Sky News spoke to one Barnet Labour figure recently who thinks the row will prevent them from gaining full control of the council for the first time since its creation in the 1960s.If the controversy is mentioned on the doorstep and reflected in the polling data, it could further fuel a row that has dogged the party for months.Outside of London, Labour is already dominant in larger cities and has limited scope to make further gains.But the party will be hoping to capitalise on a potential decline in UKIP's fortunes, in particular in Dudley. Here the Conservatives just about control the authority thanks to an alliance with UKIP.If this doesn't happen, it could reinforce fears Labour is losing ground amongst its traditional working class base and with Leave voters.

:: Liberal Democrats


Local elections: Biggest perils for each party

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Sir Vince Cable's party backs a second referendum on Europe
Sir Vince Cable's party is performing better in council by-elections than the national polls, which have suggested the Lib Dems are being squeezed by the Tories and Labour.They have been running a campaign encouraging EU nationals to vote (they could not in the 2016 Brexit referendum) and have focused their efforts on London.Here, the party hopes to regain Kingston and Richmond councils from the Tories, although their hold on Sutton - one of the few London authorities to vote Leave - could be vulnerable.Elsewhere, the party will be looking to rebuild its councillor base in areas like Three Bridges, Maidstone, St Albans and Winchester.The peril for the Lib Dems is if their anti-Brexit, pro-second referendum stance fails to gain traction and the squeeze they experienced at the general election continues.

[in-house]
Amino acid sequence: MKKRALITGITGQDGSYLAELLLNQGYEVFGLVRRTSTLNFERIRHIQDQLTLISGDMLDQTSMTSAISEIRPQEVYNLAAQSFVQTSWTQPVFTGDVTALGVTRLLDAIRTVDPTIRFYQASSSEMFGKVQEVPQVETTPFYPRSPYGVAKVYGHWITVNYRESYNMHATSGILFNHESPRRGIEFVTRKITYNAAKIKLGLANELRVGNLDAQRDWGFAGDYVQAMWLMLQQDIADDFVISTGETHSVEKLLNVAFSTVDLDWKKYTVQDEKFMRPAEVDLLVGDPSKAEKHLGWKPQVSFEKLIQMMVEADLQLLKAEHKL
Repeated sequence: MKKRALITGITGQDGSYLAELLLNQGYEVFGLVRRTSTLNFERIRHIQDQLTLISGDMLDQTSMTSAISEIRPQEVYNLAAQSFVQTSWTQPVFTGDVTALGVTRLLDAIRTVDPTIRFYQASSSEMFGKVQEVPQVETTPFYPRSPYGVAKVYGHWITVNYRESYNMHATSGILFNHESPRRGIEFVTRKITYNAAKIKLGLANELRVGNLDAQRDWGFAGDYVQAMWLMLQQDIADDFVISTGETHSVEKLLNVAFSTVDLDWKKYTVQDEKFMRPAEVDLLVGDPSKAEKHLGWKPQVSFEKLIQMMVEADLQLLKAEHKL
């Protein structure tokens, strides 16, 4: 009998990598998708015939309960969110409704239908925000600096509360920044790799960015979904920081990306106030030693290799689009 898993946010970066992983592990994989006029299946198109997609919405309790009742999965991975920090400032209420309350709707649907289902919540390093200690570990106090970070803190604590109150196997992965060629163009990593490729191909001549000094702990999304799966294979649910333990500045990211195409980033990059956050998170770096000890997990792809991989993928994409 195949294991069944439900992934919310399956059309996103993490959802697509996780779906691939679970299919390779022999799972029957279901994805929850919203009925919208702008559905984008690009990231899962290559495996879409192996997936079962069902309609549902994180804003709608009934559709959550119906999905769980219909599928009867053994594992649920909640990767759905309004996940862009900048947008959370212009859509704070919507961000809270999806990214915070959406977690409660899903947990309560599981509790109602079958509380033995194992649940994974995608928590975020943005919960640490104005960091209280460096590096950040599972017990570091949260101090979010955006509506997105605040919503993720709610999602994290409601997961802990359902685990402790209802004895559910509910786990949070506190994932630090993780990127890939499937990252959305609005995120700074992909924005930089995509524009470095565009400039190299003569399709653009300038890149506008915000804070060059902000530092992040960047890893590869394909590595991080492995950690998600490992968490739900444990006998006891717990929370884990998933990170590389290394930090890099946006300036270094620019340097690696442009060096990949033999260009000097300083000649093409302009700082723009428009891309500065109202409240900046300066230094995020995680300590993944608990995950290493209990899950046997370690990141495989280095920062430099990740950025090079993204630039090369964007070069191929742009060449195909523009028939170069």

:: UKIP


Local elections: Biggest perils for each party

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Gerard Batten's UKIP has experienced a decline in fortunes since the same cycle of elections in 2014
Technically, the party is defending 125 seats it won in 2014. But in reality, the real number is far fewer as councillors have switched allegiance or the party has not put up a candidate.Across the country it is contesting just 15% of the available seats, a big drop on the same election cycle four years ago (52%).In 2017's county council elections, UKIP lost every seat it was defending. A repeat performance could sound the death knell for the party.Put simply, the peril for UKIP is existential.
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:: Sky News will bring you live coverage of the local election results on web, mobile and TV on Thursday night and throughout Friday. A live blog and results tracker will be running throughout the night, while a special programme from midnight to 6am will come from various count locations, providing analysis of the results as they come in.